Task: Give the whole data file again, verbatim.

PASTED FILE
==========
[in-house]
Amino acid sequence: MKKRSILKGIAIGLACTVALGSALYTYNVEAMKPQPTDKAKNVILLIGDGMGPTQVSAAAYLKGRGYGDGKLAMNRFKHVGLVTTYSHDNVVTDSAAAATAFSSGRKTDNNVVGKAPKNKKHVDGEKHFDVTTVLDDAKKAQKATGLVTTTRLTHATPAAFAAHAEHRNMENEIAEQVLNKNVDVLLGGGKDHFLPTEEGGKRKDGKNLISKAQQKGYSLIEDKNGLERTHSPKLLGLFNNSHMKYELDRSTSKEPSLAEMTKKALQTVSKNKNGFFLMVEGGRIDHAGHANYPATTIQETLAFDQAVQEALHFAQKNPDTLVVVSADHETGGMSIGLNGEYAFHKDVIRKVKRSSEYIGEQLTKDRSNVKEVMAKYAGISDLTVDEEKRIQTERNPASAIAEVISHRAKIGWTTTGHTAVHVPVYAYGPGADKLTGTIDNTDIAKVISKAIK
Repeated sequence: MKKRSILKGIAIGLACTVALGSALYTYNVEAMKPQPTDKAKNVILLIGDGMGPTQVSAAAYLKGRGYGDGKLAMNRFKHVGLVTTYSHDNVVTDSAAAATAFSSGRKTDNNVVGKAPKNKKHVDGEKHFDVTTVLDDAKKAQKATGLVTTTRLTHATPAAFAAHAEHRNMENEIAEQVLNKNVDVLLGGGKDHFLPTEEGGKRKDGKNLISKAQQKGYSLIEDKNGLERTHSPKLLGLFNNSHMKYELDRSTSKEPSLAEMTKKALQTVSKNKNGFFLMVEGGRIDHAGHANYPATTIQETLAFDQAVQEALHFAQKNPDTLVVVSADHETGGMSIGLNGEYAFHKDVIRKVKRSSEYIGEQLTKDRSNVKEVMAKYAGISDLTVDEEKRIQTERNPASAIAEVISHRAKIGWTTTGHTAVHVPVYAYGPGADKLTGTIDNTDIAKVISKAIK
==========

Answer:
[in-house]
Amino acid sequence: MKKRSILKGIAIGLACTVALGSALYTYNVEAMKPQPTDKAKNVILLIGDGMGPTQVSAAAYLKGRGYGDGKLAMNRFKHVGLVTTYSHDNVVTDSAAAATAFSSGRKTDNNVVGKAPKNKKHVDGEKHFDVTTVLDDAKKAQKATGLVTTTRLTHATPAAFAAHAEHRNMENEIAEQVLNKNVDVLLGGGKDHFLPTEEGGKRKDGKNLISKAQQKGYSLIEDKNGLERTHSPKLLGLFNNSHMKYELDRSTSKEPSLAEMTKKALQTVSKNKNGFFLMVEGGRIDHAGHANYPATTIQETLAFDQAVQEALHFAQKNPDTLVVVSADHETGGMSIGLNGEYAFHKDVIRKVKRSSEYIGEQLTKDRSNVKEVMAKYAGISDLTVDEEKRIQTERNPASAIAEVISHRAKIGWTTTGHTAVHVPVYAYGPGADKLTGTIDNTDIAKVISKAIK
Repeated sequence: MKKRSILKGIAIGLACTVALGSALYTYNVEAMKPQPTDKAKNVILLIGDGMGPTQVSAAAYLKGRGYGDGKLAMNRFKHVGLVTTYSHDNVVTDSAAAATAFSSGRKTDNNVVGKAPKNKKHVDGEKHFDVTTVLDDAKKAQKATGLVTTTRLTHATPAAFAAHAEHRNMENEIAEQVLNKNVDVLLGGGKDHFLPTEEGGKRKDGKNLISKAQQKGYSLIEDKNGLERTHSPKLLGLFNNSHMKYELDRSTSKEPSLAEMTKKALQTVSKNKNGFFLMVEGGRIDHAGHANYPATTIQETLAFDQAVQEALHFAQKNPDTLVVVSADHETGGMSIGLNGEYAFHKDVIRKVKRSSEYIGEQLTKDRSNVKEVMAKYAGISDLTVDEEKRIQTERNPASAIAEVISHRAKIGWTTTGHTAVHVPVYAYGPGADKLTGTIDNTDIAKVISKAIK